Scientists from India and Australia will collaborate towards the development of a strain of rice that is tolerant to salt water.
The three-year partnership between the M S Swaminathan Research Foundation and the University of Tasmania in Chennai will conduct research on salt-tolerant rice varieties identified from wild species in India and Australia.
Holger Meinke, director of Tasmania University’s School of Land and Food, said that food security was a burning issue not just in Asia-Pacific, and plants that are resistant to salinity could be of great significance in the fight to grow more crops in the available land.
“We need to produce as much food in the next 50 years as we did in the entire 10,000 year history of agriculture. This is the reason why we need these kinds of projects,” Dr Meinke said.
MSSRF’s executive director, V Selvam, said that the Indian institute had developed an international reputation in the field after conducted pioneering work on saline-tolerant plants in mangroves.
“The Integrated Mangrove Fishing Farming System developed by MSSRF has been recognised as a ‘Blue Solution’ by the United Nations Framework Convention on Climate Change. We need new approaches for food security,” he said.
The Indo-Australian project will now explore the use of Porteresia coarctata, a halophytic, wild rice relative that is found as a mangrove associate in the inter-tidal mangrove swamps along the coasts of India and Bangladesh.
Principal investigator Ajay Parida called the project a milestone in biotechnology research due to its international collaboration.
More stories from South Asia…
Heavy monsoon rains give boost to Indian agriculture suppliers
Plentiful monsoons this year are behind an expected 15-45% surge in sales and profits for Indian agro-based businesses over the remainder of 2016.
According to a report by Assocham, the apex industry body, good rains have prompted a rise in rural demand from companies involved in irrigation, farm equipment, seed developers and food processing businesses.
Firms such as Mahindra & Mahindra, Rallis India and Jain Irrigation will benefit immensely from a sizeable improvement in rural demand for farm inputs, the report said.
“With the monsoon being the lifeline of the Indian economy, it is no surprise that good rains would bring good fortune not only to the companies engaged in the farm-related sectors but also the entire macro picture,” Assocham’s president, Sunil Kanoria, said at the launch of the paper.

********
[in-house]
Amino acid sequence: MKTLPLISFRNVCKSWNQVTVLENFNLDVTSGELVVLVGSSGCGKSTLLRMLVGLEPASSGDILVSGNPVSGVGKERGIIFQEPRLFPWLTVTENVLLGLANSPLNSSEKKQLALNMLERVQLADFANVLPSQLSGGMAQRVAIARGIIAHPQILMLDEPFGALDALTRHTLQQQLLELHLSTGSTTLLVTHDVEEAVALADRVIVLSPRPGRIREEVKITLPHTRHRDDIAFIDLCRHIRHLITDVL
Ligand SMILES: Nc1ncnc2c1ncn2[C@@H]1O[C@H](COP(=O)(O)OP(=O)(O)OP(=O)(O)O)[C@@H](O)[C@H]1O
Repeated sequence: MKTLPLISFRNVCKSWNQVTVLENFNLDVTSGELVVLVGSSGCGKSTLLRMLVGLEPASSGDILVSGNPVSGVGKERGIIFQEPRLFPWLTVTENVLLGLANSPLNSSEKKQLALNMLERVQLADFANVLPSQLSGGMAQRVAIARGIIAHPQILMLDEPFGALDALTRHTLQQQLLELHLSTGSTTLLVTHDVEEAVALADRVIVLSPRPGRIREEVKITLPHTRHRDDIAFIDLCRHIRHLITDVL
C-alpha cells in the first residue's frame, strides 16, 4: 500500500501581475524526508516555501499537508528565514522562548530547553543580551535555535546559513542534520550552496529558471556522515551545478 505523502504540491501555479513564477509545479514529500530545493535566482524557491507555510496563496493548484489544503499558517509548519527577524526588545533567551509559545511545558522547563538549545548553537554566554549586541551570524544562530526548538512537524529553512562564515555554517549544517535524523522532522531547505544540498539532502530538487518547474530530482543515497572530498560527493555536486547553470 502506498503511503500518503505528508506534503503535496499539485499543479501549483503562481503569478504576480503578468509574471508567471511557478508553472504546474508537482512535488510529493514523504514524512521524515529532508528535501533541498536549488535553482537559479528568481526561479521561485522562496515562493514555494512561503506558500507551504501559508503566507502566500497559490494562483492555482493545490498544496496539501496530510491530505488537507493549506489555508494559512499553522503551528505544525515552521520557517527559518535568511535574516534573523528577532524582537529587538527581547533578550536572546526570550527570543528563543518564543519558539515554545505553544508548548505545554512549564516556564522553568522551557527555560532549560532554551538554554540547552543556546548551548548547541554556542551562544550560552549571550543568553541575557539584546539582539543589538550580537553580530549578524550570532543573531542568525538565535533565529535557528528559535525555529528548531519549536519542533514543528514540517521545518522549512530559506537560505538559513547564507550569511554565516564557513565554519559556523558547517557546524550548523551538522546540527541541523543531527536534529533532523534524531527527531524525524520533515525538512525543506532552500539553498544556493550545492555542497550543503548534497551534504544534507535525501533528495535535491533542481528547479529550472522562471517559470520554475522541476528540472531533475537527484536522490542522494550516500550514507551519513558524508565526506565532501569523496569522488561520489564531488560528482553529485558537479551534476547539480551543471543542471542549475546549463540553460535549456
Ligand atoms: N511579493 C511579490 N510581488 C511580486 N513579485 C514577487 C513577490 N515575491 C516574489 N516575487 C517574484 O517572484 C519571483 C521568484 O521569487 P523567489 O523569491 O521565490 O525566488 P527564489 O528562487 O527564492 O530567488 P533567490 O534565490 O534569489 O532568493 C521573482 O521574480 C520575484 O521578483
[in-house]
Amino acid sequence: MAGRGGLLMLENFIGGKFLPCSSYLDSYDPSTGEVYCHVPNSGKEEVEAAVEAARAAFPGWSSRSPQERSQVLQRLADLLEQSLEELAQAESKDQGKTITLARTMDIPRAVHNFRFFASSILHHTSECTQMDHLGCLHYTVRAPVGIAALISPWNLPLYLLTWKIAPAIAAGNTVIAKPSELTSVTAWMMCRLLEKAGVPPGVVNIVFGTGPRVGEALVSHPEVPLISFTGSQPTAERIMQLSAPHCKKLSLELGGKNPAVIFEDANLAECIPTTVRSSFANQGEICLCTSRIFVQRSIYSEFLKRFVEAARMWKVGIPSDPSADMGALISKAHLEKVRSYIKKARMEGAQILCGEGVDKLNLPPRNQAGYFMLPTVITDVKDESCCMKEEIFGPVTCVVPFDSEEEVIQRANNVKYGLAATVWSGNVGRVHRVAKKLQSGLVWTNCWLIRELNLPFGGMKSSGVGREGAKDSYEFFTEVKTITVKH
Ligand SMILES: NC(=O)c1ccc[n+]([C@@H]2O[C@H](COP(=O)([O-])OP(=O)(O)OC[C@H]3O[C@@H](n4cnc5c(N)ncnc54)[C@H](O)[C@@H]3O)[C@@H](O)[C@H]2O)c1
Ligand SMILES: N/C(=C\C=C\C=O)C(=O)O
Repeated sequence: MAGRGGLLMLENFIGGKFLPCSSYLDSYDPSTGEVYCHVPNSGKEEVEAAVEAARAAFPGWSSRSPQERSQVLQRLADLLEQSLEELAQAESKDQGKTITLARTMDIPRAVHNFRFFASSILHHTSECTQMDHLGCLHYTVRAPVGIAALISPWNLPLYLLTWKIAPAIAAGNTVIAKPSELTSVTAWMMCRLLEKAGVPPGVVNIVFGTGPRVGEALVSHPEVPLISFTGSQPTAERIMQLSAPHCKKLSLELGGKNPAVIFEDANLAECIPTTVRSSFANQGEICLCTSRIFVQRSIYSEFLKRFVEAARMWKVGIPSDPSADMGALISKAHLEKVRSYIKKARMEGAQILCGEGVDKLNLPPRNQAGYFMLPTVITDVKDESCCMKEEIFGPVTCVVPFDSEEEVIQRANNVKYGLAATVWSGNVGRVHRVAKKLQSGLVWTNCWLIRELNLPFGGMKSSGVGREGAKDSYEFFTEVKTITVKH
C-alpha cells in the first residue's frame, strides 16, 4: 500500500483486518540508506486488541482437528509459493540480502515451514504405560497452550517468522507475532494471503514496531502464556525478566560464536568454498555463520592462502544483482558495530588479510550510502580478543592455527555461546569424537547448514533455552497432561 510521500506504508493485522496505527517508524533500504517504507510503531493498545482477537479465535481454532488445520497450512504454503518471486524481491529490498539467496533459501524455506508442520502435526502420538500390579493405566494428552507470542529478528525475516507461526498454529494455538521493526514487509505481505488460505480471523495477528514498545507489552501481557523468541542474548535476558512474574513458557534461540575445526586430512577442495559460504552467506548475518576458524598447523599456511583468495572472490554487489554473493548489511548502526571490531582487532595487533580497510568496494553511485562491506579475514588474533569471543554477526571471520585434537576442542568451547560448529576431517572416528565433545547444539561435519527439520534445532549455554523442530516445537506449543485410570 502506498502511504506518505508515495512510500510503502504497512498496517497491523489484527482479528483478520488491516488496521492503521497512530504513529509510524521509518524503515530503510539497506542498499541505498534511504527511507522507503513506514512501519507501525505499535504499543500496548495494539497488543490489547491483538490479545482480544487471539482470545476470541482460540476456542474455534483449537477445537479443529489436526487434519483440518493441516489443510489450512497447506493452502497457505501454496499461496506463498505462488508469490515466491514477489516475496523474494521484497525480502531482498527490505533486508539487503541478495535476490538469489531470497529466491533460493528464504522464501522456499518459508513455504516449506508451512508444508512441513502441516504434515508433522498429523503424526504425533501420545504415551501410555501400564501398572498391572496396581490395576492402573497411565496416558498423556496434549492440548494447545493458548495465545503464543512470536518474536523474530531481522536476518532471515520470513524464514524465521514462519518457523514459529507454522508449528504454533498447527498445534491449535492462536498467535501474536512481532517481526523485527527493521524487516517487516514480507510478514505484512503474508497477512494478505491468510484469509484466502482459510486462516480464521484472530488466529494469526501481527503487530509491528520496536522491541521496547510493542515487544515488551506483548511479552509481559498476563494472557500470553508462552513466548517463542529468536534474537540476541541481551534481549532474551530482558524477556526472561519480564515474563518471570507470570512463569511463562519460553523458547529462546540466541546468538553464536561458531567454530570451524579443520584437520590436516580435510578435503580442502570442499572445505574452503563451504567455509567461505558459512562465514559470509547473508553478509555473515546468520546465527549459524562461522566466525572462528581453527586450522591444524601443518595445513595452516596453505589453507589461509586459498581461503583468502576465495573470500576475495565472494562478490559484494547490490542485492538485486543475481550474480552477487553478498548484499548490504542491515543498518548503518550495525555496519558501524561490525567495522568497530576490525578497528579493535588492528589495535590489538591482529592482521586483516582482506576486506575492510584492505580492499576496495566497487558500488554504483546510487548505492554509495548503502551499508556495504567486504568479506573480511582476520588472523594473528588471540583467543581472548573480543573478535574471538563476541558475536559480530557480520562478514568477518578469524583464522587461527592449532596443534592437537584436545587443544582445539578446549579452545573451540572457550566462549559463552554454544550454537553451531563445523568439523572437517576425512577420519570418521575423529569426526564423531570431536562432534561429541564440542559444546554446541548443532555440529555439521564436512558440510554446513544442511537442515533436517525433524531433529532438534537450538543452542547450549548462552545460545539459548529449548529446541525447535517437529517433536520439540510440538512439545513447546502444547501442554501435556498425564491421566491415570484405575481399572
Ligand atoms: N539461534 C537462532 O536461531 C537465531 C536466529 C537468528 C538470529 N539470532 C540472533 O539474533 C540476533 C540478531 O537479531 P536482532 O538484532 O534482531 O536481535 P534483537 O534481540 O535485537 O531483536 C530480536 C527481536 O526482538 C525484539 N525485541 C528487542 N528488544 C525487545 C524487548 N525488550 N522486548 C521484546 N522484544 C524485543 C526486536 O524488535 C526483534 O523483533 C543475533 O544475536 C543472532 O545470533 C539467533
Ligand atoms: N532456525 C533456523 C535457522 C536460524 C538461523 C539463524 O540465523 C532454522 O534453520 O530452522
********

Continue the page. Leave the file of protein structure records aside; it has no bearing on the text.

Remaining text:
Buoyed by a good monsoon, the number of tractors sold by Mahindra & Mahindra is expected to rise by 15% over the remainder of the fiscal year, the report found.
Other leading tractor and farm equipment firms, including Escorts and VST Tillers Tractors, are also expected to do well both in income and net earnings, it said.
Similarly, Tata Group subsidiary Rallis India is expected to see over 33% in improved sales during the monsoon months, while Coromandel International will be likely to report sales growth of almost 20%.
“A positive monsoon for the year 2016 is projected to put the irrigation business in good shape. A growth of 17-18% is expected in the sales during the monsoon season as well as the lean season,” the report said.
Improved rains have come as a relief a year after the worst monsoon since 2009. Last year, the critical southwest monsoon ended with a rain shortfall of 14%, leading to fears of drought in at least a third of India’s growing areas.
Ifad awards loan to help raise farming incomes of 1m poor Bangladeshi families
Bangladesh’s government has signed an agreement with the International Fund for Agricultural Development (Ifad) in a bid to increase the incomes more than 1m poor farming households in the country by increasing agricultural production and improving access to markets.
Ifad will provide US$23.86m as a loan to fund a US$214m programme that will cover most of the country and span a broad range of agro-ecological zones across Bangladesh.
The agreement was signed by Mohammad Mejbahuddin, Senior Secretary, Economic Relations Division, Ministry of Planning, Government of Bangladesh and Hubert Boirard, Country Programme Manager for Bangladesh, IFAD.
“In Bangladesh, poverty in rural areas is still three times higher than in urban areas. Under the new programme, farming households will benefit directly or indirectly from extension services, hands-on training and on-farm demonstrations of climate-smart technologies and applied research,” said Hubert Boirard, Ifad’s country programme manager.
The programme will also strengthen the capacity of Bangladesh’s agricultural research network to develop agricultural technologies aimed at increasing farm productivity and reducing post-harvest losses.
It will promote farmer groups and producer organisations and link them to existing markets, provide support for the sustainable development of inland fish farms, and ensure that a significant proportion of direct beneficiaries are women.
Since 1978, Ifad has invested almost $720m in 31 projects in Bangladesh, benefitting more than 10m households.